Animalistic Behaviour

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This paper explores the use of animals as descriptions or values of man. The primary investigation focuses on the term "Beast" as it relates to a value judgment of noble or savage. Animalistic behaviour will be explored as well as its relationship to theology.


Animals have been used as totems by Native Americans who are given a strong totem, such as an eagle or mountain lion, to protect them. Sports teams use animals as mascots to imply strength (Detroit Tigers). Countries even use mascots such as Great Britain, who uses the symbol of the bulldog to imply tenacity. And, the Bible says that "Jesus is also known as "The Lion of the tribe of Judah" (Revelation 5:5).
A theological study of the use of animals to describe human behaviours or moral standing finds that animals are used throughout biblical history. The serpent of Genesis is the first representation of something other than human interacting with someone human. Eve was tempted by the evil serpent and then became evil herself when she then tempted Adam. The dreaded "Beast" of Revelation (the last book of the New Testament) ends the Bible. There are approximately one hundred twenty different animals mentioned in the Bible (Hammond).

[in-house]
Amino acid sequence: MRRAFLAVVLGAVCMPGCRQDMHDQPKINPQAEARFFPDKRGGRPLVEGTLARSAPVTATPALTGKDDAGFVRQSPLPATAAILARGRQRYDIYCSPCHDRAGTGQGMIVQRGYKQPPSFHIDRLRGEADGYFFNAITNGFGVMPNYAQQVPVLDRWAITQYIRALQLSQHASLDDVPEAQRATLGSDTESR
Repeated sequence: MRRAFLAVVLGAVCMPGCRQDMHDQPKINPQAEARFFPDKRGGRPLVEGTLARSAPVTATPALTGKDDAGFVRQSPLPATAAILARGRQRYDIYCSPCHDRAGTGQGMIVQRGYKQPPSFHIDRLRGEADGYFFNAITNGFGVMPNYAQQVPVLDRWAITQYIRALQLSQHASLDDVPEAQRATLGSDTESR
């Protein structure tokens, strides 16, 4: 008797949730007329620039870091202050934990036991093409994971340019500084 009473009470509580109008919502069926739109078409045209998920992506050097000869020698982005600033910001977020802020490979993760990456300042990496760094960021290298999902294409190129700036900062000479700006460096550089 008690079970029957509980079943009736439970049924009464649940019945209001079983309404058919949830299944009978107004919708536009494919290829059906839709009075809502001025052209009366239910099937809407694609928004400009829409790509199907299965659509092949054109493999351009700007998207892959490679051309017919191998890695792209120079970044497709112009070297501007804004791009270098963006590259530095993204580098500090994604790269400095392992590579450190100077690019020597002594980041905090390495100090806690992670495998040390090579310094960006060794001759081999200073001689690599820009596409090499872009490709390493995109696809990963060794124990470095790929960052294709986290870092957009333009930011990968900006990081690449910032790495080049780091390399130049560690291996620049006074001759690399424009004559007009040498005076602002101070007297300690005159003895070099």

Animals are treated different culturally as well. In India the cow is a holy animal because of the Hindu belief that cows are descendents of Lord Krishna. Another Hindu belief is that cows are the mother of all civilizations (Nature Magazine). Cows are cared for carefully and gently moved aside if someone needs to move past them. Other cultures embrace animal images and attributes. ...
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